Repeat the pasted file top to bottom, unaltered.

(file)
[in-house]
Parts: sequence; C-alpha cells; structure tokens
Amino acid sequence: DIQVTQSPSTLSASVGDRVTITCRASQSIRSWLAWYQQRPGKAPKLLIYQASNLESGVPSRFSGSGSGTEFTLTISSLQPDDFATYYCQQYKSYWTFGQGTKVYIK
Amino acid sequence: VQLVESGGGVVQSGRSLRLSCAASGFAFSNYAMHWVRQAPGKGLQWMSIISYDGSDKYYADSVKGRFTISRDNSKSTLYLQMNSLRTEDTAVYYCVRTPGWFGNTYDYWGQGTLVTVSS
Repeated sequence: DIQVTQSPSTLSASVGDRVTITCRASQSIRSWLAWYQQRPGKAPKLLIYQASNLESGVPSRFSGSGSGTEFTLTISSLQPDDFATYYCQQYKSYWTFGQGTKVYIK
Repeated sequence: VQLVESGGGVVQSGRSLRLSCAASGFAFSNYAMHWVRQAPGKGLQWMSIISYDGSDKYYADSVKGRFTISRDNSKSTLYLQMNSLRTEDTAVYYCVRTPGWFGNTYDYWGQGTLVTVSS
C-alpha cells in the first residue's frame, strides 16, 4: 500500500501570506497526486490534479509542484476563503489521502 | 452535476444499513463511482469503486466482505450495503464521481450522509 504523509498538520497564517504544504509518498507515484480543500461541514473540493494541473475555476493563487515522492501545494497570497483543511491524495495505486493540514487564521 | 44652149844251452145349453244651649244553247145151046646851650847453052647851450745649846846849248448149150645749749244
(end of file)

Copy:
[in-house]
Parts: sequence; C-alpha cells; structure tokens
Amino acid sequence: DIQVTQSPSTLSASVGDRVTITCRASQSIRSWLAWYQQRPGKAPKLLIYQASNLESGVPSRFSGSGSGTEFTLTISSLQPDDFATYYCQQYKSYWTFGQGTKVYIK
Amino acid sequence: VQLVESGGGVVQSGRSLRLSCAASGFAFSNYAMHWVRQAPGKGLQWMSIISYDGSDKYYADSVKGRFTISRDNSKSTLYLQMNSLRTEDTAVYYCVRTPGWFGNTYDYWGQGTLVTVSS
Repeated sequence: DIQVTQSPSTLSASVGDRVTITCRASQSIRSWLAWYQQRPGKAPKLLIYQASNLESGVPSRFSGSGSGTEFTLTISSLQPDDFATYYCQQYKSYWTFGQGTKVYIK
Repeated sequence: VQLVESGGGVVQSGRSLRLSCAASGFAFSNYAMHWVRQAPGKGLQWMSIISYDGSDKYYADSVKGRFTISRDNSKSTLYLQMNSLRTEDTAVYYCVRTPGWFGNTYDYWGQGTLVTVSS
C-alpha cells in the first residue's frame, strides 16, 4: 500500500501570506497526486490534479509542484476563503489521502 | 452535476444499513463511482469503486466482505450495503464521481450522509 504523509498538520497564517504544504509518498507515484480543500461541514473540493494541473475555476493563487515522492501545494497570497483543511491524495495505486493540514487564521 | 44652149844251452145349453244651649244553247145151046646851650847453052647851450745649846846849248448149150645749749244